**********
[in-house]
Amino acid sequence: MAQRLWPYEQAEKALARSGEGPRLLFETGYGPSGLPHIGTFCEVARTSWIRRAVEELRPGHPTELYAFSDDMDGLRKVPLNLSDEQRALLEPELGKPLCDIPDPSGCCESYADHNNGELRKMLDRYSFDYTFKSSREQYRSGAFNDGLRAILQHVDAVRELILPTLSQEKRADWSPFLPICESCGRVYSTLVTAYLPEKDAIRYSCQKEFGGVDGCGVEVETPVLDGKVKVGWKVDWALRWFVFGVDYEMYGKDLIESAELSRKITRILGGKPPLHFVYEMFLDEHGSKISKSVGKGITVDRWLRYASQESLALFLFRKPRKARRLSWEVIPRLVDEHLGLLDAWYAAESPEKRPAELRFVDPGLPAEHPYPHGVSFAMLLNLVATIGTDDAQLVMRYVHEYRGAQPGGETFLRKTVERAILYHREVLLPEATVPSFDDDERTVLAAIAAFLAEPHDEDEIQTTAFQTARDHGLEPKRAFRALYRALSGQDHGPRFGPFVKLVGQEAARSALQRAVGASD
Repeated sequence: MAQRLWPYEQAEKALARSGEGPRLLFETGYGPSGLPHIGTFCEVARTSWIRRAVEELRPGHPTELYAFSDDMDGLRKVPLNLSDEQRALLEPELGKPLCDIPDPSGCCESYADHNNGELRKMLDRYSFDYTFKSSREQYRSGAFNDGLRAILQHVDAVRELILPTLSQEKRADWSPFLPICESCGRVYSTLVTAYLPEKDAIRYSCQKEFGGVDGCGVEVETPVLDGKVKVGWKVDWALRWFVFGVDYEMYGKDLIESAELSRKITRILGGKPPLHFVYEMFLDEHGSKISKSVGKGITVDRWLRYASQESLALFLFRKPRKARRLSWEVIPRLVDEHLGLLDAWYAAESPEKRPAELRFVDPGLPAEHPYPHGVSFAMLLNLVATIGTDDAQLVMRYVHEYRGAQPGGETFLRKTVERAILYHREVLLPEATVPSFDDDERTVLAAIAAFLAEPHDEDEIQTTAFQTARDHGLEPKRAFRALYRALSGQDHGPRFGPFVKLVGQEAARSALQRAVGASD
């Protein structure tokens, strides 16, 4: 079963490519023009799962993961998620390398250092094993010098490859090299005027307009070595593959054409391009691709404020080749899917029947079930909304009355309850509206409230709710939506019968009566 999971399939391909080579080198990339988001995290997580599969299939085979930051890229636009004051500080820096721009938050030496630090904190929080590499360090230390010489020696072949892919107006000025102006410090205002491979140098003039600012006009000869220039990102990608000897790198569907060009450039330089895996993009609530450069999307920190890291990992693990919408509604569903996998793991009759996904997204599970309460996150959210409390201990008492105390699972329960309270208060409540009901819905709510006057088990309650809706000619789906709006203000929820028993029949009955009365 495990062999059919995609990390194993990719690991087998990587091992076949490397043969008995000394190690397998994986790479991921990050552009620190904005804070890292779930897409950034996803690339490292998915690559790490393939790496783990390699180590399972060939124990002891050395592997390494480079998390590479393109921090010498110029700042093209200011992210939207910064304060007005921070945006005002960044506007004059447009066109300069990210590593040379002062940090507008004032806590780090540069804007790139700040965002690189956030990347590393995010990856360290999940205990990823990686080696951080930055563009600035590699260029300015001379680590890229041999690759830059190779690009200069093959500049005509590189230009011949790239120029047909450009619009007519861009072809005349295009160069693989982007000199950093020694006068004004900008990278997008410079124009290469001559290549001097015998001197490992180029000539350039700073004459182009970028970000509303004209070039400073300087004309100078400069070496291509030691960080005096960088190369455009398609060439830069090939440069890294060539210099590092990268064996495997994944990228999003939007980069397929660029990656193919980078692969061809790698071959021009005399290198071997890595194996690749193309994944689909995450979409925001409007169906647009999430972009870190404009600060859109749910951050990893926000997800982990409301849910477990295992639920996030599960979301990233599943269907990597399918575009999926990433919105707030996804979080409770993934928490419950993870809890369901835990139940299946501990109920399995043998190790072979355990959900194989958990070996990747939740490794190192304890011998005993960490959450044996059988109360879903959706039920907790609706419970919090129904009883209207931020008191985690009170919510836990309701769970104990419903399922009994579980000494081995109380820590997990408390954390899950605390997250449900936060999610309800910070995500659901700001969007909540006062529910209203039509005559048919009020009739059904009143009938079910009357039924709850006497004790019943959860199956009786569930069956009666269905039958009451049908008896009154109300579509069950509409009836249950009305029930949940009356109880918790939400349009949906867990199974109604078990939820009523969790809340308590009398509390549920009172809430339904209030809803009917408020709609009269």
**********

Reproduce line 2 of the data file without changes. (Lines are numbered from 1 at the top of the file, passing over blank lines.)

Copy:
Amino acid sequence: MAQRLWPYEQAEKALARSGEGPRLLFETGYGPSGLPHIGTFCEVARTSWIRRAVEELRPGHPTELYAFSDDMDGLRKVPLNLSDEQRALLEPELGKPLCDIPDPSGCCESYADHNNGELRKMLDRYSFDYTFKSSREQYRSGAFNDGLRAILQHVDAVRELILPTLSQEKRADWSPFLPICESCGRVYSTLVTAYLPEKDAIRYSCQKEFGGVDGCGVEVETPVLDGKVKVGWKVDWALRWFVFGVDYEMYGKDLIESAELSRKITRILGGKPPLHFVYEMFLDEHGSKISKSVGKGITVDRWLRYASQESLALFLFRKPRKARRLSWEVIPRLVDEHLGLLDAWYAAESPEKRPAELRFVDPGLPAEHPYPHGVSFAMLLNLVATIGTDDAQLVMRYVHEYRGAQPGGETFLRKTVERAILYHREVLLPEATVPSFDDDERTVLAAIAAFLAEPHDEDEIQTTAFQTARDHGLEPKRAFRALYRALSGQDHGPRFGPFVKLVGQEAARSALQRAVGASD